What enterprises need to know as they design big data environments. For IT executives responsible for modernizing big data infrastructure and embracing cloud storage, the weekly rhythm of security breach news has become a recurring nightmare. For example, earlier this year the genealogy website MyHeritage acknowledged that a security breach had led to the leak of email addresses and hashed passwords of more than 92 million users. Now that the European Union's General Data Protection Regulation (GDPR) is in effect, enterprises can face fines as much as 4 percent of their annual sales if they violate the data security regulations. The task of modernizing big data storage and deploying new cloud-based solutions has never seemed more daunting -- or more perilous.
We lock up your data by complying with: • U.S. Commerce Department's National Institute of Standards and Technology (NIST) cybersecurity frameworks • European Union's General Data Protection Regulation (GDPR) • Canada's Personal Information Protection and Electronic Documents Act (PIPEDA) • GLBA, HIPAA, SOX, and various state laws and regulations
Now that we've begun the new year, it may be the best time to revisit Internet of Things (IoT) legislation (even though the relevant bills have been on the Hill since the summer). A recently introduced bill addresses perceived vulnerabilities in the security of IoT devices sold to the federal government, and medical devices that connect to the Internet. IoT device manufacturers would also have responsibilities to ensure security over the life of the devices. The counter-argument to this legislation, however, is that disclosure and certification requirements could create additional liability for device manufacturers. The IoT Cybersecurity Improvement Act of 2017 was intended to leverage government procurement strength to manage the security of IoT devices purchased by the federal government.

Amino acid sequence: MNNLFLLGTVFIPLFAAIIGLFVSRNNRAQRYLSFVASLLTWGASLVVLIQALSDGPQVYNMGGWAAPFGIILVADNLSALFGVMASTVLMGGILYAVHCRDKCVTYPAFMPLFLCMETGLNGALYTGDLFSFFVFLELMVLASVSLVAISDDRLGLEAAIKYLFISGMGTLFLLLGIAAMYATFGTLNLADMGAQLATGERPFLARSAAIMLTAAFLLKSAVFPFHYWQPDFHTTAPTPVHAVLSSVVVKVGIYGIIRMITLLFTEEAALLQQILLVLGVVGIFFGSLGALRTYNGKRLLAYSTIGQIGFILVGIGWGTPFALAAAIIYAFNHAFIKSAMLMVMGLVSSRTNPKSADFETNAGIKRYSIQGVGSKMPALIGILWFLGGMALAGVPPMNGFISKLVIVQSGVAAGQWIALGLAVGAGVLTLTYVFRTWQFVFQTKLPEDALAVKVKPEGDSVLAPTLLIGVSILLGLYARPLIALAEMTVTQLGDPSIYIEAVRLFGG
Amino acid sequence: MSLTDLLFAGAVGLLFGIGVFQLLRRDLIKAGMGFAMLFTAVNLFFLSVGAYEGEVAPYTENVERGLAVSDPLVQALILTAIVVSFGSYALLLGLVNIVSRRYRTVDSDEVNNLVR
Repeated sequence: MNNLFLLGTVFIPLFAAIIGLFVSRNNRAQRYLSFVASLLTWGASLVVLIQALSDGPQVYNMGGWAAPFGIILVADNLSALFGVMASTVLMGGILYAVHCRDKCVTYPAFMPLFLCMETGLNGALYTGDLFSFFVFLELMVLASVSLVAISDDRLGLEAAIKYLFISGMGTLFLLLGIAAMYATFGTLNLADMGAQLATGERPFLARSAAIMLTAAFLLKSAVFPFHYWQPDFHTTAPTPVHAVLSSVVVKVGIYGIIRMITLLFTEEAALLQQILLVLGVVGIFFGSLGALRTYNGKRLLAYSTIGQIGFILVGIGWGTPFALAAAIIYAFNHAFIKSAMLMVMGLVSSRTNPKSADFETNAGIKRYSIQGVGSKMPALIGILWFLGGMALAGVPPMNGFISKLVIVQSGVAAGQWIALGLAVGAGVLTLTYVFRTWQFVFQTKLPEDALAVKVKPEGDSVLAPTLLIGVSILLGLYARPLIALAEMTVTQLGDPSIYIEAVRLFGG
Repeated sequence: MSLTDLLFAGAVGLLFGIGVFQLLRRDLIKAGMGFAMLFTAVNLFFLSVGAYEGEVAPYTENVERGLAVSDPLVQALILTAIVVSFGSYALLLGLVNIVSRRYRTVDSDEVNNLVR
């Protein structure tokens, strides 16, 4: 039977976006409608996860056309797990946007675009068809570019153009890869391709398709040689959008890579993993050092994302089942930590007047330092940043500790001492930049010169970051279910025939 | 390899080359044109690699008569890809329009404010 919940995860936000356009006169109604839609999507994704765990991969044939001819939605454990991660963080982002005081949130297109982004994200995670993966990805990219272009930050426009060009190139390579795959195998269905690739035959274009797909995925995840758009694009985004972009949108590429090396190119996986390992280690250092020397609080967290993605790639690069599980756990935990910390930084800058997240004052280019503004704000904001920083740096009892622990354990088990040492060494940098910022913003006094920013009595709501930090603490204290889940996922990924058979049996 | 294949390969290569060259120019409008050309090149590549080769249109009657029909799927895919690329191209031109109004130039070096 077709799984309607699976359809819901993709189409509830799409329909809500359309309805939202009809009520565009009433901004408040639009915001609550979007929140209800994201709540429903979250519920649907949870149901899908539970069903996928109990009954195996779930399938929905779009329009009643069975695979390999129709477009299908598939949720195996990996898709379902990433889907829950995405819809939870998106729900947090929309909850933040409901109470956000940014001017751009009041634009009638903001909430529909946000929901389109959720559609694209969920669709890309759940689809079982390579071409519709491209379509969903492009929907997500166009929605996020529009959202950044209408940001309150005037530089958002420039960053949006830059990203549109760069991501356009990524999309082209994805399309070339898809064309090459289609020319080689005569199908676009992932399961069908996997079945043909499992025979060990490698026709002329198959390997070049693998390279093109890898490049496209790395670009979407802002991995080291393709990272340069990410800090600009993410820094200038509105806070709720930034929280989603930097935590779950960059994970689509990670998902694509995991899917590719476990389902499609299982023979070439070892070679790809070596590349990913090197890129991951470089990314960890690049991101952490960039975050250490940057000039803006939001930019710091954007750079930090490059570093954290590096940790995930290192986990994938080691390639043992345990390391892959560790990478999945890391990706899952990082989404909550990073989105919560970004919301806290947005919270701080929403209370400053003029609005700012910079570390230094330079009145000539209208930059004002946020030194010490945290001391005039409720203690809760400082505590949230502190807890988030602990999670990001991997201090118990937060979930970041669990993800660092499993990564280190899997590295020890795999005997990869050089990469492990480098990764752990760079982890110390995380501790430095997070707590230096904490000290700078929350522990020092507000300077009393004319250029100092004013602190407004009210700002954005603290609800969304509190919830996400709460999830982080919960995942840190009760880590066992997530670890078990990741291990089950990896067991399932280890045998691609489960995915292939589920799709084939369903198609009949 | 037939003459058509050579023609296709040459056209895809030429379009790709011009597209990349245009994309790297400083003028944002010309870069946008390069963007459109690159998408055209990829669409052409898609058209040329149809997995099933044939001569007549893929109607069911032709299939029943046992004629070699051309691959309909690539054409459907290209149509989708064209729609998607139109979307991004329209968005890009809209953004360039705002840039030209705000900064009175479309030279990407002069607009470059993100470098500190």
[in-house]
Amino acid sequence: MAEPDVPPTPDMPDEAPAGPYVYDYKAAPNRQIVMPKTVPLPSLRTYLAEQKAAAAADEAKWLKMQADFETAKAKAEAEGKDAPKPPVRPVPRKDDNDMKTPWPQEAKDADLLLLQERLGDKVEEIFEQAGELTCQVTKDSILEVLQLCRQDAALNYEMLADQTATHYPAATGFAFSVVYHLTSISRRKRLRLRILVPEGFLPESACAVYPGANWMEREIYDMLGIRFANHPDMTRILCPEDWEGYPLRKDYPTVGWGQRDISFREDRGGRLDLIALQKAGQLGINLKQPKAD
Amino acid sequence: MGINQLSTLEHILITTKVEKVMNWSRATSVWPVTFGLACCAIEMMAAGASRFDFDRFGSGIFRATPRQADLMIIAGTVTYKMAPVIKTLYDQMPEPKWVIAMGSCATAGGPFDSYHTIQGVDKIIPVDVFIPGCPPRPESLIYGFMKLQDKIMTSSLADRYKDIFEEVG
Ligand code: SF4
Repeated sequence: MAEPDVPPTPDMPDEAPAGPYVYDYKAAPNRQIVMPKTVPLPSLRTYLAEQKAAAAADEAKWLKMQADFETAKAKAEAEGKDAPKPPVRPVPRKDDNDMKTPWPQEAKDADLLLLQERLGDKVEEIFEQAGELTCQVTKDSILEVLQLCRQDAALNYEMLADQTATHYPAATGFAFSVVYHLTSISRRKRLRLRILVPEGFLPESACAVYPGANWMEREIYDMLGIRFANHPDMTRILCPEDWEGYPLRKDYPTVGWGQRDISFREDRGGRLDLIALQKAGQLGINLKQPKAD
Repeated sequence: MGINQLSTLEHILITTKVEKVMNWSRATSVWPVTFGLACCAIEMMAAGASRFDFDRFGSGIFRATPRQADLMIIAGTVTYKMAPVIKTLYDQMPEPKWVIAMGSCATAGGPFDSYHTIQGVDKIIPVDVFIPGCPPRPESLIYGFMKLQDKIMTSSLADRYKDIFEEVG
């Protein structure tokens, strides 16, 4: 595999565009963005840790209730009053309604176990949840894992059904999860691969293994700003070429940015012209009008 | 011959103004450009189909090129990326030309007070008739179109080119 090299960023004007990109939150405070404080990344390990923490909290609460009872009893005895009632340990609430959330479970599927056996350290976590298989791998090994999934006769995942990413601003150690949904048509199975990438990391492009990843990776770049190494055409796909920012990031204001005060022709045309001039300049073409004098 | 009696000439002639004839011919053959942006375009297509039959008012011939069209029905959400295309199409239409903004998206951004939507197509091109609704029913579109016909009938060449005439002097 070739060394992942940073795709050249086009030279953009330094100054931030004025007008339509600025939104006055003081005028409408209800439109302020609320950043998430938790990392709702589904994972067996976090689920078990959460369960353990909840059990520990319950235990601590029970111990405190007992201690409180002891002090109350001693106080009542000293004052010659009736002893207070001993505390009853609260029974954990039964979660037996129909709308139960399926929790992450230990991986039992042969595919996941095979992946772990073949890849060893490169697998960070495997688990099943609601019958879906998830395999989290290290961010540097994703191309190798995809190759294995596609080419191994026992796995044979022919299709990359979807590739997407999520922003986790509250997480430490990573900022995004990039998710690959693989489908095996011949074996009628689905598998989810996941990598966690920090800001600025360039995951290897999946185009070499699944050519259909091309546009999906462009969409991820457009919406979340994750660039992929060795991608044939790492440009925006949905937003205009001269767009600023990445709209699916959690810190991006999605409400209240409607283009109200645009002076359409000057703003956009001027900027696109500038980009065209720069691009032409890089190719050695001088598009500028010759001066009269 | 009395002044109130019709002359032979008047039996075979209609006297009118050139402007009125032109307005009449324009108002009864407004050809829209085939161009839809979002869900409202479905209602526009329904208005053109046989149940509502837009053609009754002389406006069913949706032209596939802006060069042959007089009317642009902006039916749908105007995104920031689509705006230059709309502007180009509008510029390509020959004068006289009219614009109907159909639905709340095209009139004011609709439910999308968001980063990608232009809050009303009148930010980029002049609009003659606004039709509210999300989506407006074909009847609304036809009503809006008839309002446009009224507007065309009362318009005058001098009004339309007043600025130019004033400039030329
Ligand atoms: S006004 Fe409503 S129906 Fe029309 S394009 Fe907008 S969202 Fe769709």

Almost 60% of the adult population in the U.S. found out recently that their personal data--names, social security numbers, birth dates, addresses, driver's license numbers--could be in the hands of criminals. The disclosure of the data breach came from Equifax, a company name they probably did not recognize. The 145.5 million people impacted certainly never entrusted their personal details to its care. A new European Union regulation--the General Data Protection Regulation (GDPR)--will go into effect in seven months, strengthening and unifying data protection for individuals, giving them control over their personal data. As it also regulates the export of personal data outside the EU, it affects all businesses, including non-European, operating in the EU.
New York state isn't happy that banks and insurers are falling prey to hackers with alarming frequency, and it's determined to do something about it. Governor Cuomo has unveiled proposed regulations that would set online security standards for those industries. All companies covered by the rules would have to establish online security programs and policies. They'd have to limit access to sensitive data (say, social security numbers) to only those people that need to know, and require multiple steps when checking user identities. The rules would require constant monitoring, too.